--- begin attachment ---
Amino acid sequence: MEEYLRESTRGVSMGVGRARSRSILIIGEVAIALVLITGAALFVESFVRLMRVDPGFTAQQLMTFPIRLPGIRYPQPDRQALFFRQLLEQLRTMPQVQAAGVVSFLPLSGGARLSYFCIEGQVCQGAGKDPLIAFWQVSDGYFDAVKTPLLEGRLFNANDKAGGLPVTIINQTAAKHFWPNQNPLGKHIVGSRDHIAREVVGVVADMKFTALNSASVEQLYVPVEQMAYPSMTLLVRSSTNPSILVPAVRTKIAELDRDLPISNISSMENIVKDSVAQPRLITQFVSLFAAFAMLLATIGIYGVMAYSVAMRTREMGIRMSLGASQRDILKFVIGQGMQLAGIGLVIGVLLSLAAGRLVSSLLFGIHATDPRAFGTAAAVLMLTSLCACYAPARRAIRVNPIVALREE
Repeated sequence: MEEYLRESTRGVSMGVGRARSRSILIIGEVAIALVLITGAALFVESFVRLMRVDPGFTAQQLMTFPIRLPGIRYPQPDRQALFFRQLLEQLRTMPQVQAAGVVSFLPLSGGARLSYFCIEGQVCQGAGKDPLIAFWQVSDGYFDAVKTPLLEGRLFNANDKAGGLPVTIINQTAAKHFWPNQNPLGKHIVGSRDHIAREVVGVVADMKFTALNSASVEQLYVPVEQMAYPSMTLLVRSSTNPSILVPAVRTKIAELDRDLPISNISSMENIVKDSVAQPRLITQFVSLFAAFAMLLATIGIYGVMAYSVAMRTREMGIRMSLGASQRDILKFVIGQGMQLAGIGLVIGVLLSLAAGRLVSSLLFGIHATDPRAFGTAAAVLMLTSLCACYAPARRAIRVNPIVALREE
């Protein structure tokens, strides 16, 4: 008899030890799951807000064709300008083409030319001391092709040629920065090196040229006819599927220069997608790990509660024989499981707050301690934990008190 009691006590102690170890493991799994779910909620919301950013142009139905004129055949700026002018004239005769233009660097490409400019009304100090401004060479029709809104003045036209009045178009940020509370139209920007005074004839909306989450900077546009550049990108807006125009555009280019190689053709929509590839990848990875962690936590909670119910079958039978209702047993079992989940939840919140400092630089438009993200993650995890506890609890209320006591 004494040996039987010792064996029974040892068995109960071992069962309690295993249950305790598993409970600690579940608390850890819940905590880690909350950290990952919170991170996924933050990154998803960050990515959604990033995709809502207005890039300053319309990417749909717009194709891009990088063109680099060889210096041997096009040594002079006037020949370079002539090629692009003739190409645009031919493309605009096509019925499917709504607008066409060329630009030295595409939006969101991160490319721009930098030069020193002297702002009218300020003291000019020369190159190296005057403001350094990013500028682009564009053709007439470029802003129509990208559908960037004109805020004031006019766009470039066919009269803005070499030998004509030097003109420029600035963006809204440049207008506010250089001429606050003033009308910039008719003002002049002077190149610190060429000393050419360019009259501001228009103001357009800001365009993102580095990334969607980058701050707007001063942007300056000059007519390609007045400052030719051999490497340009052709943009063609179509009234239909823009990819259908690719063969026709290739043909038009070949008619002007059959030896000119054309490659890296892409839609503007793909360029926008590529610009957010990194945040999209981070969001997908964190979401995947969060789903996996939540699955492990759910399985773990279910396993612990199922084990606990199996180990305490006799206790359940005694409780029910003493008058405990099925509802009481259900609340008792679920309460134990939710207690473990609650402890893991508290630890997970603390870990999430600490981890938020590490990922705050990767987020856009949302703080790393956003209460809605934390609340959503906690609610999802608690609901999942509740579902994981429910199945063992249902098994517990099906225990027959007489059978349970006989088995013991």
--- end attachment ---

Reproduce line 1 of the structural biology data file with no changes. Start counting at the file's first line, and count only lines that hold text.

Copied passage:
Amino acid sequence: MEEYLRESTRGVSMGVGRARSRSILIIGEVAIALVLITGAALFVESFVRLMRVDPGFTAQQLMTFPIRLPGIRYPQPDRQALFFRQLLEQLRTMPQVQAAGVVSFLPLSGGARLSYFCIEGQVCQGAGKDPLIAFWQVSDGYFDAVKTPLLEGRLFNANDKAGGLPVTIINQTAAKHFWPNQNPLGKHIVGSRDHIAREVVGVVADMKFTALNSASVEQLYVPVEQMAYPSMTLLVRSSTNPSILVPAVRTKIAELDRDLPISNISSMENIVKDSVAQPRLITQFVSLFAAFAMLLATIGIYGVMAYSVAMRTREMGIRMSLGASQRDILKFVIGQGMQLAGIGLVIGVLLSLAAGRLVSSLLFGIHATDPRAFGTAAAVLMLTSLCACYAPARRAIRVNPIVALREE